Each bout in this weekend’s WFTDA “Championals” in Atlanta stands to be a crazy nailbiter.
I am so pumped to watch all these deserving, top notch teams bring it to the track for all the glory. HOORAY, SPORTS!
I know where I’ll be watching the feed – at our league’s sweet clubhouse in front of the big screen with my peeps. We’ll drink beer, do pushups whenever the announcer uses a terrible simile, and go “OHHHHHH!” when we see big hits or crazy apex jumps, just like the fans in the beergardens in Georgia.
(As an aside – I despise it when people call it “Hotlanta” – naturally this is likely to become the tournament’s favourite drinking game cue…)
I assume all of you will be watching in a similar fashion – Superbowl Sunday style, with minimal focus on the details, and a ton of emphasis on the fun! the drama! the stories! and the terrible ads involving Captain Antik!
But later…. after the tears have been cried and the trophies hoisted, the gambling earnings collected and the chips vacuumed out of the clubhouse sofa, you should go back and watch the archived game footage again. Because it turns out, you could really stand to learn some valuable stuff [I mean, beyond “holy crap those skaters are amaaazing!”].
Coaches from the more mainstream sports have been perfecting the art and science of footage analysis since the dawn of the VHS tape. As usual, we should take what they’ve learned and make it more… derby.
Like most things in life, this is best done with your teammates at your side…
Here’s how to do it.
1. Check the game re-cap on DNN [edit for 2016 – now try Derby Central or The Apex !] or your favourite news source before you begin to analyse a bout. Unless you were taking notes the first time around (and it’s really hard to enjoy a bout if you are), you may not have noticed where the turning points took place. But with the help of our sportswriters you can tune your focus down to the key points of the game, whether it was one team getting lead jammer over and over, penalty issues, a big powerjam, or a scoring streak.
Someone needs to do the legwork ahead of your viewing meetup, to identify these critical segments worth re-watching, note the time stamps, take notes, etc, and it does require an investment of time. The payoff: it will be a much more valuable use of your team’s time than just trying to watch all the way through.
2. Watch how the teams handle the game’s turning points. How does one team’s blockers take strategic advantage of greater numbers in the pack? How does the team with fewer blockers change their tactics to compensate? Maybe you’ll be able to notice how the team on a scoring streak has managed to pick apart the other team’s blockers, multiple jams in a row.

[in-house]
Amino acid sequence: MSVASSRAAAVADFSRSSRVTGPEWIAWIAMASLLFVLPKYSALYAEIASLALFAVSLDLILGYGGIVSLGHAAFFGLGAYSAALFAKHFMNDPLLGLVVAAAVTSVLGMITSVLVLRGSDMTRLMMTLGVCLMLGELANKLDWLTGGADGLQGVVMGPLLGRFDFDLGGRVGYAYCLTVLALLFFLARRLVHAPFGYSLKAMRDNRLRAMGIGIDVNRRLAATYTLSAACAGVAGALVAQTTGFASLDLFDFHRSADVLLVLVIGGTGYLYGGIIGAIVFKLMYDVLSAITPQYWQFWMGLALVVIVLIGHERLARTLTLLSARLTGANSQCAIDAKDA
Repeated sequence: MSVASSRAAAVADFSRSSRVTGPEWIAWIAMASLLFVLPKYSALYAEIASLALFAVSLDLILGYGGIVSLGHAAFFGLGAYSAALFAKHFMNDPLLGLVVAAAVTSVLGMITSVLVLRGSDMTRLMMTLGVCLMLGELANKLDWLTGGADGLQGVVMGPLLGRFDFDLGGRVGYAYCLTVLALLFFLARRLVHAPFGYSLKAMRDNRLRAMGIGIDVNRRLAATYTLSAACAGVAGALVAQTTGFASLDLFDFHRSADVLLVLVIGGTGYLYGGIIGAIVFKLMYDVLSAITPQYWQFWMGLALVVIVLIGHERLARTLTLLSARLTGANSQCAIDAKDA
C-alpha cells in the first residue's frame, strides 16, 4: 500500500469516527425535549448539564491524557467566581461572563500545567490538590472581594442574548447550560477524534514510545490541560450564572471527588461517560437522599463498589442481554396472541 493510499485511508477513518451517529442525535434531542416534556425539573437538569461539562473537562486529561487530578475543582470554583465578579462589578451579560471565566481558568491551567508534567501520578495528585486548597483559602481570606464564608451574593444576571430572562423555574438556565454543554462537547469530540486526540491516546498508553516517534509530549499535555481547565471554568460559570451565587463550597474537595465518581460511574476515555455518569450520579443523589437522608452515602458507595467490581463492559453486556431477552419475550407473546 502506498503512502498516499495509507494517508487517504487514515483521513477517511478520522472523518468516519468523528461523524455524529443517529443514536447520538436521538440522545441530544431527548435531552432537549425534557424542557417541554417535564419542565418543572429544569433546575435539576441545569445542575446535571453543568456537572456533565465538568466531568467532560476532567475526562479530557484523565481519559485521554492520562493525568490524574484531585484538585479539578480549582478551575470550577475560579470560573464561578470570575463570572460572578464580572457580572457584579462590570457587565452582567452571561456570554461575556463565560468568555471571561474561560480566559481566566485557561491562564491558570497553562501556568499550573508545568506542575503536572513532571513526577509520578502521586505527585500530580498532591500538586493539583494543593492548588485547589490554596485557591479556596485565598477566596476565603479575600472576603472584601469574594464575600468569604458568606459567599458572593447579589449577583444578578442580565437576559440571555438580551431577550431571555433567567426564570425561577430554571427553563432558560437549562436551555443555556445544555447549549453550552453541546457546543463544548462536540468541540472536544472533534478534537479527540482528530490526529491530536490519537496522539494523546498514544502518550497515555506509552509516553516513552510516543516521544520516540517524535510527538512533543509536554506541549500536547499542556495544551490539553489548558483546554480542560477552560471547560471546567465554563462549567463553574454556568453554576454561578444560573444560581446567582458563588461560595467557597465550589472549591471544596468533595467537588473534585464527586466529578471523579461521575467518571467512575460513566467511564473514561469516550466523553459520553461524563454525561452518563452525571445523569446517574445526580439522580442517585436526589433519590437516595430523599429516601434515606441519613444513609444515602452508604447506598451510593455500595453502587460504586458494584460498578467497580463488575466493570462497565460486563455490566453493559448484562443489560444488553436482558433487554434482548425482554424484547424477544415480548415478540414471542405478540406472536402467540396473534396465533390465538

3. If there was a major lead or momentum change in the bout, can you identify what the successful team changed about their strategy or approach in order to take the lead? What other factors were in play?
4. Watch a single player. I suggest you pick a favourite blocker (even if you’re a jammer!), and watch exactly what she does. How does she recover her position? What does she do when she’s not sitting on the other jammer? How does she position herself relative to her teammates and the track? Pick a jam where her team is dominant, and try to watch it several times over, watching the same player and analyzing her every move. What is she doing well? What did she miss?
5. Watch the same jam a few more times, and follow a player from the team that lost the jam instead. What could she have done differently? What prevented her from being more successful? Write these notes down as well.
6. After you’ve spent some time watching blockers, then allow yourself to follow a jammer through a few jams. What are her secrets to getting through? As a blocker, what would you need to do to shut her down? As a jammer, what can you learn from her choice of ‘line’ through the pack?
7. When does each team choose to take time outs or official reviews? As a coach, what do you learn from their strategy here? Do they call a time out when they’re ahead, behind, about to start a powerjam, or just looking tired? What happens next – are they successful in the next jam or two? In other words, do you think their time out was well-spent?
8. Overall, you should be able to identify the key strength and key weakness for each team at the end of your review, as well as their preferred blocker formation (3-wall at the front, 4-wall at the back, etc.) Pretend you’re going to write up the bout recap for the news – what made the difference? If you were coaching the losing team, what would you try to do differently next time?
These focus points for analyzing bout footage apply whether you’re watching the best in the world duke it out, or whether you’re picking apart your competition for next weekend. Now that you know how to pick apart the game… are you strong enough to watch footage of yourself?!
Your mission is two-fold.
Fold 1: Have a blast this weekend watching the games without doing too much analysis!
Fold 2: tell me in the comments below what is the #1 thing you’ve learned from watching bout footage in the past?